In the midst of layoffs in the auto industry, Walter Reuther once quipped, who do they think buys these things?  Meta (205) plans to cut another 10,000 jobs and leave 5000 openings unfilled.  Investors may not have bought into the metaverse, but they have  bought into the stock.  It was up some 13 points on the news Tuesday, and another 4 points in Wednesday’s weak market.  Seems growth is out and efficiency is in.  Be lean, be mean, layoff more workers and really get that stock going.  Then, too, if this is good it’s a telling commentary on how bloated and poorly run the Company had been all this time.  In any event, we’re not here to praise or to bury Meta, we’re here to praise what has become a very good chart, and one leaving the rest of FANG behind.  And this was prior to the last few days when growth became the new defense.  It’s not just growth at any size, of course, it’s big growth –Microsoft (276), Salesforce (187), Nvidia (255) and Apple (156).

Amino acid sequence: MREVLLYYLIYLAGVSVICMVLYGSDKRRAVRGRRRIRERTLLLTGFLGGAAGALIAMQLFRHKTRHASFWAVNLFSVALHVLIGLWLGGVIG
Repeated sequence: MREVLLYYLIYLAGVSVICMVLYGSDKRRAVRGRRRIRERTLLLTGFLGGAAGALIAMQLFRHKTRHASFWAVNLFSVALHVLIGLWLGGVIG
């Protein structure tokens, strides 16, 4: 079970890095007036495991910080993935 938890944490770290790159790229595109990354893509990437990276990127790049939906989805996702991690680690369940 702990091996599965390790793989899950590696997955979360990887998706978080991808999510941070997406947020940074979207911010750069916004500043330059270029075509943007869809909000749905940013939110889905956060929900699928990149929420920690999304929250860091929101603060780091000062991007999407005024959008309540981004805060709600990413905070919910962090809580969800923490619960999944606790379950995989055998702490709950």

The overall technical background isn’t as bad as you might think.  The S&P had fallen below its 200-day, but you might notice it often dances around that number.  The 50-day remains above the 200 and is less prone to the dance.  Another trend following indicator we use remains up, provided there’s no weekly close below 3845.  Like most trend following indicators, it’s only right 45% of the time.  Like most trend following indicators, you make four times as much as you lose – you avoid the big losses.  The last buy signal was at the end of October.  There’s no question we have seen selling that can only be described as intense – a spate of 5 days where 3 saw 90% of the S&P components lower.  More important than the recent weakness, however, still seems the momentum surge off of the October low.  Even intense selling did not negate the positive implications of this kind of surge, at least historically.